A 20- & 30-  or  20- & 39-Meter Trap Antenna

By Phil Anderson, WØXI

  I received an email from a crystal set enthusiast, wondering if the helical antenna I wrote about in the September issue would work for the AM broadcast band too? The helical was designed as a dedicated and shortened 20-meter (14 MHz) antenna, and as such, wouldn’t be very effective for 0.5-1.5 MHz reception. A decent antenna for that band needs to be much longer. Being an amateur radio operator and an HF shortwave crystal set enthusiast, it accrued to me that it would be fun and doable to design a 20 & 30 or 20 & 39 meter vertical antenna, featuring a coaxial trap to isolate the 20-meter portion. The design process and specs follow.

The layout of the antenna is depicted in Figure 1. Starting at ground, a number of 16.6 foot radials are run out across the ground and a copper ground rod is driven into the ground and attached to the radials. The base portion for 20-meters consists of 16.6 feet of antenna wire (or small pipe) and the trap. The trap is smaller than the graphic shows, consisting of a 1.92-inch dia. 3.5 inch long piece of PVC pipe with 4.5 snug wound turns of Beldon 8262 RG58-C/U coax. A sufficient length of wire is added above the trap to bring the antenna into resonance at the midpoint of the 30 or 39 meter.

The purpose of the trap is to electrically isolate the 20 meter resonant base wire from the additional wire added above the trap for a second band. A picture of the assembled trap and its schematic are show in Figures 2 and 3. The trap is a parallel tuned circuit consisting of the wound coaxial inductor and the paralleled capacitance due to the length of the coax. A discrete capacitor in not needed (see reference 1).

The capacitance per foot for Beldon 8262 is 30.8 pf. My Coax Trap Calculator (reference 2) indicated 5.0 turns are required for resonance at 14.05 MHz, producing a parallel trap with 1.457 uH of inductance and 88 pF of capacitance.

I measured the impedance of the trap with a 50 ohm load from 13.5 to 14.2 MHz in 100 kHz steps, using my Autek Research VA-1 Vector Analyzer. Because the impedance at resonance is high, I had to – as recommended in the analyzer manual – parallel the trap with a 1K resistor in order to obtain R, X, L, and C readings. First pass results are shown in Table 1. Note that the trap resonated at about 13.85 MHz. This is the frequency, where the trap impedance switches from inductive to capacitive as the frequency is increased. I was then able to tune the trap to 14.05 Mhz by spreading out the top of the left most turn about one coaxial diameter thickness.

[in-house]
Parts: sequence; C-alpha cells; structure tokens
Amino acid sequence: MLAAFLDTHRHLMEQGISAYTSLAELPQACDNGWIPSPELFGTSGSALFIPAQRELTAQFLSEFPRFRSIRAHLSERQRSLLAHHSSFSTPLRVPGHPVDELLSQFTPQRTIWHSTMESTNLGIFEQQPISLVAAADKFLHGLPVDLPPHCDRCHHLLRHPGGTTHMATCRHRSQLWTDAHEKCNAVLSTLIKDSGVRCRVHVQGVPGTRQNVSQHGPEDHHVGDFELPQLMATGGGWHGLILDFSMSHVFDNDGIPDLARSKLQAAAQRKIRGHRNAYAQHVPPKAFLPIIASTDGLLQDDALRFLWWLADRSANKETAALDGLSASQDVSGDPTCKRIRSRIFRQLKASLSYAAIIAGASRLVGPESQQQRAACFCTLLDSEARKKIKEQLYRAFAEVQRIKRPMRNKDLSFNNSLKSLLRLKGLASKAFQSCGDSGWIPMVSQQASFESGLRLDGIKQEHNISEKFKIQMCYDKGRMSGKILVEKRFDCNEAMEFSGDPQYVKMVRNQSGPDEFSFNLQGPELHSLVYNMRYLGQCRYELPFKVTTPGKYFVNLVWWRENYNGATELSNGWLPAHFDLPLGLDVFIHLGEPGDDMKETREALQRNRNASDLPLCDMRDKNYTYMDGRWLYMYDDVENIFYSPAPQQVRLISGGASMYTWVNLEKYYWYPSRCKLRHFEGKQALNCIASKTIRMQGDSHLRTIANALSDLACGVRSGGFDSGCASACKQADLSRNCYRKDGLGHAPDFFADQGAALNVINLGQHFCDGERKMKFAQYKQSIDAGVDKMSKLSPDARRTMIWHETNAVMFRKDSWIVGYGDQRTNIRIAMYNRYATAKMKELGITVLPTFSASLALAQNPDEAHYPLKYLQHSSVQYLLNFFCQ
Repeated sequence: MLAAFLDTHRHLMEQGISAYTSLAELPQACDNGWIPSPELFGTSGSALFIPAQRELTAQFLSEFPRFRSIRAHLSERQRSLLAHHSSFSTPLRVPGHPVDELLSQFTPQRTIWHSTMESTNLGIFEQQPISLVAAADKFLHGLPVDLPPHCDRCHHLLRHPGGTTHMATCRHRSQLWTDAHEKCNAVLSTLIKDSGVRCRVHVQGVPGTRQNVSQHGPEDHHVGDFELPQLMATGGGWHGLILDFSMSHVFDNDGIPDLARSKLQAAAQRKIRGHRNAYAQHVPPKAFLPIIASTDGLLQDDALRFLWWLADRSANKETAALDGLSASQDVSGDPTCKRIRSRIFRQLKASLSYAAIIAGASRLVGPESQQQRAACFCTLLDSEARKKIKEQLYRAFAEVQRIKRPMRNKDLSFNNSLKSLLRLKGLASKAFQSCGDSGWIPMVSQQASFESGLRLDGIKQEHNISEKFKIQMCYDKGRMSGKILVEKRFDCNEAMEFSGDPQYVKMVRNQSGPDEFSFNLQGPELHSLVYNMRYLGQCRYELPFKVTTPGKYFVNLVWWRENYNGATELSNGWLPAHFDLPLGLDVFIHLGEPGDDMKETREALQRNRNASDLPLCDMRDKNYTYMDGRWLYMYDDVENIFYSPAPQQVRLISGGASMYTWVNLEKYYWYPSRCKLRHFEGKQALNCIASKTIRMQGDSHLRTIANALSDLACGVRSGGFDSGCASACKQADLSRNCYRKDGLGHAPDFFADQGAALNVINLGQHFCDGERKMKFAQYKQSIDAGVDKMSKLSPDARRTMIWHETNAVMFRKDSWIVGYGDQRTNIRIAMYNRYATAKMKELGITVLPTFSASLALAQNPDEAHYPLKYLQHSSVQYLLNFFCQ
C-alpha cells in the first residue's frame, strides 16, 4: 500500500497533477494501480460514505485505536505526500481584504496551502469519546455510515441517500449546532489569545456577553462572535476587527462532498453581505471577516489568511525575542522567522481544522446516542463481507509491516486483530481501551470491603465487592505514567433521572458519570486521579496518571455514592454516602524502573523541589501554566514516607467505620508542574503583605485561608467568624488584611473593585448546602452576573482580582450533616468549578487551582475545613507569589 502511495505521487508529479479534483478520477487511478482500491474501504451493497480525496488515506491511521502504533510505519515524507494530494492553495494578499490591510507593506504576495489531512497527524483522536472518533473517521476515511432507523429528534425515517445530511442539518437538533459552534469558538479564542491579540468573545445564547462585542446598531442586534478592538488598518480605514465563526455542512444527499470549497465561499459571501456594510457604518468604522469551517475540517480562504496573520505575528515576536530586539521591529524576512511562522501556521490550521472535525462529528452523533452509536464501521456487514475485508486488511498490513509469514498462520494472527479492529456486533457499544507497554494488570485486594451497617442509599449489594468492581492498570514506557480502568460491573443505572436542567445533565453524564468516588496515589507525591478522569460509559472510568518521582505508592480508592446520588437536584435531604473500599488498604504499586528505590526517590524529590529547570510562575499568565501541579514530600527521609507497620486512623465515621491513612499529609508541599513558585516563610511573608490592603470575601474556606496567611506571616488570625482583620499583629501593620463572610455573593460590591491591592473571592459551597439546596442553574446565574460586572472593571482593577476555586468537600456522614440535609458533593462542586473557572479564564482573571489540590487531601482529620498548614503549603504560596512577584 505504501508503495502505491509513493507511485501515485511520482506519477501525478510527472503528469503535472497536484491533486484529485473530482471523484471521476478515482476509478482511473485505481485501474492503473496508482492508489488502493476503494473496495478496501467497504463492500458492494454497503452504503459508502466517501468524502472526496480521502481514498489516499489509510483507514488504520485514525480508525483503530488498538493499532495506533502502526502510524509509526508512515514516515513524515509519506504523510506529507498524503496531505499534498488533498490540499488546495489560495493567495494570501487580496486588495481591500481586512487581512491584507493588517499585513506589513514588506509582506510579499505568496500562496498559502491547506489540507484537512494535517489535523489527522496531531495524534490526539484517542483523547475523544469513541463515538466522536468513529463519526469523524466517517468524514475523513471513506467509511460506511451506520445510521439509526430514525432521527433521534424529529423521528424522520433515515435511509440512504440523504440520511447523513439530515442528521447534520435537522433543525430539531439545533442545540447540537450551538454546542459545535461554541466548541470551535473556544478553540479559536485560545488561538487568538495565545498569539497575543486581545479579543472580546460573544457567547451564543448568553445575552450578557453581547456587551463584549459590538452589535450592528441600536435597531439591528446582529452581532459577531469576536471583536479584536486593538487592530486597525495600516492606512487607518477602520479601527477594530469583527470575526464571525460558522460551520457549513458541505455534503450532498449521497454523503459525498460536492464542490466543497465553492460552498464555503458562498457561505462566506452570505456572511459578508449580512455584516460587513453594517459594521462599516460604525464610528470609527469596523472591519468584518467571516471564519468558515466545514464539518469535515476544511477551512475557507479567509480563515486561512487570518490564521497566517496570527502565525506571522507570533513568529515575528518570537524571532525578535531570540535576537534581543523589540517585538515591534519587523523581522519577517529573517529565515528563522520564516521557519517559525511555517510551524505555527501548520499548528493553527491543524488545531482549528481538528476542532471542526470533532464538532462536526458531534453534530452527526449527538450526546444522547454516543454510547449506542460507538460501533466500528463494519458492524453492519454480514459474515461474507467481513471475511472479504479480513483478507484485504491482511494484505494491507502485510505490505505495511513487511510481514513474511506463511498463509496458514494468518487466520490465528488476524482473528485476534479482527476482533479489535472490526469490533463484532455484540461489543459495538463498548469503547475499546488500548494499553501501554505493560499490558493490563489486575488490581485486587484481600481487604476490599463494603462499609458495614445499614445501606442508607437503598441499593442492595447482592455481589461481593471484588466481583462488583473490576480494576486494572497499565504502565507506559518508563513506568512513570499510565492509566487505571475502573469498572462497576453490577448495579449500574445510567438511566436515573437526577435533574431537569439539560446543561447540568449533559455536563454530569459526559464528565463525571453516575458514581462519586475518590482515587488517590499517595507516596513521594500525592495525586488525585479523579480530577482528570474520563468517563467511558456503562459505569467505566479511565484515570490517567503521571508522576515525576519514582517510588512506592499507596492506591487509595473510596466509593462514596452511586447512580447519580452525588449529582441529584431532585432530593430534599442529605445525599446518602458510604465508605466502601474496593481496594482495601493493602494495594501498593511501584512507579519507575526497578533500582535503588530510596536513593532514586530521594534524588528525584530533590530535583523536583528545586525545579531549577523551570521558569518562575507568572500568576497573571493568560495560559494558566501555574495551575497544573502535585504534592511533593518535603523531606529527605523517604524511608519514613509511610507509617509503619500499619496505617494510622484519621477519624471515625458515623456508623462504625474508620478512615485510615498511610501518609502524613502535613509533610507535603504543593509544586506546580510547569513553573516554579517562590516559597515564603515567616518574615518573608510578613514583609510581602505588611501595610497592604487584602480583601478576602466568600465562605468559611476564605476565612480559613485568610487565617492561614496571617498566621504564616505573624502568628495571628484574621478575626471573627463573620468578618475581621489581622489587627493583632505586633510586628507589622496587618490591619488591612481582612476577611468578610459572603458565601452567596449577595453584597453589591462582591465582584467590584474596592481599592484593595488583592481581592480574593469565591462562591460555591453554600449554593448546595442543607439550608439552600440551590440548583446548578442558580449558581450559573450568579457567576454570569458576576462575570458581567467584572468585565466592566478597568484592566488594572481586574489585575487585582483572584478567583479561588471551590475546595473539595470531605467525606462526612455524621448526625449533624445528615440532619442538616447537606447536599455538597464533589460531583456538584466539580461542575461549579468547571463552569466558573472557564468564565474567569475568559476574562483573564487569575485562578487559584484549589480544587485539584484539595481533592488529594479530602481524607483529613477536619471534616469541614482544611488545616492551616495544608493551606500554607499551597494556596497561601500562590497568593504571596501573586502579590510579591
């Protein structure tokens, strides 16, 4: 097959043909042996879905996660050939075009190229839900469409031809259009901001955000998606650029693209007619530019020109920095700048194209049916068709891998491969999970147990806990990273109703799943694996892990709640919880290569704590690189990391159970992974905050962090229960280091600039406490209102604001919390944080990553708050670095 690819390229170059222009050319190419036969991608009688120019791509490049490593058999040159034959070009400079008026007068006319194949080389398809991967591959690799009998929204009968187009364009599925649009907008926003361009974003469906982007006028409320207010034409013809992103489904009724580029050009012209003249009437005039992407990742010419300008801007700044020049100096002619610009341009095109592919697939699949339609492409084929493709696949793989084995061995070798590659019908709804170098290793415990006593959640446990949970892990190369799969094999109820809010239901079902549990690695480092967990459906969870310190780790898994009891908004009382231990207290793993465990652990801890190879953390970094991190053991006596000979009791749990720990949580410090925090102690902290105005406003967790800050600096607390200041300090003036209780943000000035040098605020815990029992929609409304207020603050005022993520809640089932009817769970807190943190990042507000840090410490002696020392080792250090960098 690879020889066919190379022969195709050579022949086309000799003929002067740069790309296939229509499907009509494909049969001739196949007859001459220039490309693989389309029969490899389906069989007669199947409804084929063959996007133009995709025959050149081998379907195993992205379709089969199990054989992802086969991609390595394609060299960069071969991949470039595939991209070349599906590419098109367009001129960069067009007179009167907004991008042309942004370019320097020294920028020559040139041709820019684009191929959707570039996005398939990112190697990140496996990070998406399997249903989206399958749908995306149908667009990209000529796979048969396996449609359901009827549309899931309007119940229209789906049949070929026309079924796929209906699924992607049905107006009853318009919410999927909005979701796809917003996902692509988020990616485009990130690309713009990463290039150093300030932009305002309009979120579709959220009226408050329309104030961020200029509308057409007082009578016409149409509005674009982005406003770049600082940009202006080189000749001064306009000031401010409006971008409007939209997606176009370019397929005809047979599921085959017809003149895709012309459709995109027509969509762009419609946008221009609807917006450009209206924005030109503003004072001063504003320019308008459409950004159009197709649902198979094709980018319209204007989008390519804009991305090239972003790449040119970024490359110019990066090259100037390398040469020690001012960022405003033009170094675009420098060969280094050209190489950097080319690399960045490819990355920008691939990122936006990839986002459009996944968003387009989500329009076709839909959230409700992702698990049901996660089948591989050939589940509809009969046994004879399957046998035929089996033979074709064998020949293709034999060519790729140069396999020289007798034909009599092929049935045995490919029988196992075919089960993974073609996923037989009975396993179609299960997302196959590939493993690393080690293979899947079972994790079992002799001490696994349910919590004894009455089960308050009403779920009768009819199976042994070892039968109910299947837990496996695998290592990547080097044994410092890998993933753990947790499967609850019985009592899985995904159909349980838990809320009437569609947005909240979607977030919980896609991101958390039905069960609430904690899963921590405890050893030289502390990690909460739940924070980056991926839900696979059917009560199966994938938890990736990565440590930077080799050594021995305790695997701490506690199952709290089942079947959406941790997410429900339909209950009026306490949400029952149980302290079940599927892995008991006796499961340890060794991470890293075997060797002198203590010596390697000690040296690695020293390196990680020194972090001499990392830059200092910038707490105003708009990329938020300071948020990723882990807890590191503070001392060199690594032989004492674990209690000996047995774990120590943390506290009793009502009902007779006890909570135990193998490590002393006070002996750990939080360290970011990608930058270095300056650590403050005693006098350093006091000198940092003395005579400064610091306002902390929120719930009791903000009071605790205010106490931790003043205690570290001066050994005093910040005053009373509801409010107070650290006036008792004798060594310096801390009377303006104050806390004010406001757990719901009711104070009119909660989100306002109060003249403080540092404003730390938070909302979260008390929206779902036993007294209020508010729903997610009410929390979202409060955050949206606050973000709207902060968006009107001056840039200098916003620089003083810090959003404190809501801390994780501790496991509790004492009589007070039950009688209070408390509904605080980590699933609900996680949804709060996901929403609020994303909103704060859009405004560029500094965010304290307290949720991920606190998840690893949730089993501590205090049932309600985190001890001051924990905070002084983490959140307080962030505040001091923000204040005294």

I modeled the 20-30 antennas with my EZNEC 5.0 program, which runs on my Del-XPS 420 with Vista Home Edition (reference 3). The resulting antenna and trap are shown in Figure 4 at right. I set the length of the 20-meter section (wire 1) at the base as 16.6 feet and an initial value for the top section (wire 2) at 4 feet. EZNEC provides for trap entries too, and that is shown as the small box between wires 1 and 2. The curved line from top to bottom denotes the current distribution when driven with a 10.125 MHz source.



The resulting antenna elevation pattern is shown at right, Figure 5. See J K Fenton’s “Antenna Tutorial” article in this issue for how to read this plot. It’s a typical plot for a simple vertical antenna, even though we obtained it by combining two sets of wires with the trap. The plot for 20-meter operation is identical.



EZNEC provides for a frequency sweep presentation for SWR, as shown at right, Figure 6. With the simulation you get to see at what frequencies the antenna is resonant. Clearly, we can see the low standing wave ratios (SWRs) for 10.125 (30 meters) and 14.05 MHz (20 meters).


Calculations & Adjustments

It is well known that the resonant length of a quarter-wavelength vertical antenna (or half of a dipole) in feet can be calculated as follows:

That’s where the 16.6 feet came from for the 20-meter base section. The trap values, obtained from the Coaxial Trap Calculator were used for entry of the trap parameters for EZNEC. I then adjusted the length of wire 2 until the SWR was minimal at 10.125 MHz, obtaining about 3.4 feet for the 30-meter add-on section and 14 feet for the 40-meter add-on. The 14 feet is noteworthy. One might expect the total length for a stand-alone 40-meter antenna to be twice that of the 20 meter, given the equation above. However, with our trap antenna, the trap is tuned for 14.05 MHz which is not resonant but inductive for lower frequencies used. For example, the 2.6 missing feet (16.6-14 feet) for our 40-meter version is provided by the impedance of the trap for 40-meters. Cute huh?

Here’s another tidbit. If one tries to string out 234 feet less 16.6 feet of wire for the AM broadcast band at 1 MHz and attach it to the top of our trap antenna, the addition badly detunes the use of the antenna for 20-meters. Actually this only happens when the top wire is L-shaped, which it usually is “Cause we don’t have any 234 foot trees about!” If a large portion of that wire is running parallel to the ground and say up only 50 feet or so, too much capacitance is added to the antenna and the 20-meter section is no longer resonant. It also has an odd near vertical (NVIS) elevation pattern.


  1. Robert C. Sommer, N4UU, “Optimizing Coaxial-Cable Traps,” QST, December, 1984. This article includes the derivations for the equations used in some current web coax trap calculators. It is an outstanding article (including the math)!

  2. Tony Field, VE6YP, “Coaxial Trap Calculator,” www.qsl.net/ve6yp

  3. Roy Lewallen, W7EL, EZNEC Antenna Modeling Software, www.eznec.com

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